Larnaca is home to Cyprus’ biggest international airport, there are several ways to travel from Larnaca to Nicosia.
There is public transport which is Cyprus’ bus network, Intercity Buses, private bus companies, taxis, and of course, by car.
Larnaca Airport to Nicosia
There are four ways to get to Nicosia from Larnaca airport.
Rental cars and private transfers are the more expensive but flexible and convenient options. The shuttle bus and public bus network are cheaper and easy to use.
Pre-booking a car rental online is one of the most popular ways to ensure you have reliable transportation in Cyprus and it makes it a breeze to travel between Larnaca airport and Nicosia.
But if your first destination is Larnaca, or if you are jetlagged after a long flight, the Kapnos airport shuttle is a hassle-free way to get to Nicosia for only 8 Euros (5 for children over 4 years of age) for a one-way ticket.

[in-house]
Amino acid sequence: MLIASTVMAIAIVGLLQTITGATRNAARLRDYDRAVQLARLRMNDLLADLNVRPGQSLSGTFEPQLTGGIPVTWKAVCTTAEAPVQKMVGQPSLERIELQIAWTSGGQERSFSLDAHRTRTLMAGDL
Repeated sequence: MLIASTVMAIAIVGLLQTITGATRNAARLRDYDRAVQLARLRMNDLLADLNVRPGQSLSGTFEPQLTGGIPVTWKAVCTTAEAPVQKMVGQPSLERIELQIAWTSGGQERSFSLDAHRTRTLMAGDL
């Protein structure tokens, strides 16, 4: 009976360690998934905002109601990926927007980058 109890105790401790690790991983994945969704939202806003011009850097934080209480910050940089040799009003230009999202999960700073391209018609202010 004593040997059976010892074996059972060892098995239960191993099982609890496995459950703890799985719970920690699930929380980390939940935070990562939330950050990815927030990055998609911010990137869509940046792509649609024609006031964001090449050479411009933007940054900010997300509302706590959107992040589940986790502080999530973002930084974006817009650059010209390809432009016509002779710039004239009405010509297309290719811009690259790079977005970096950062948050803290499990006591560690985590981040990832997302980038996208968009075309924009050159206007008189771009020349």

Purchase your tickets before you get on the bus (you can’t get them from the shuttle bus driver). There’s a designated bus exit at the Arrival Area and here you’ll find the bus stand where you can buy your ticket. Alternatively, just book your ticket online on their website.
Boarding commences 15 minutes before departure time and it’s a friendly and informal service.
50 minutes later, the Kapnos Airport shuttle will have whisked you from Larnaca airport to Nicosia. (The shuttle bus also operates to and from Paphos and Limassol).
The downside of the Kapnos airport shuttle is that you’ll need to wait an average of 90 minutes at Larnaca Airport.
What is the driving distance from Larnaca to Nicosia?
The driving distance from Larnaca to Nicosia is only about 30 miles or 48 kilometers, and the travel time by car is about 45 minutes.
However, be aware this is the most traveled stretch of road in the country so it can take longer than this during rush hour traffic, weekends, and holidays.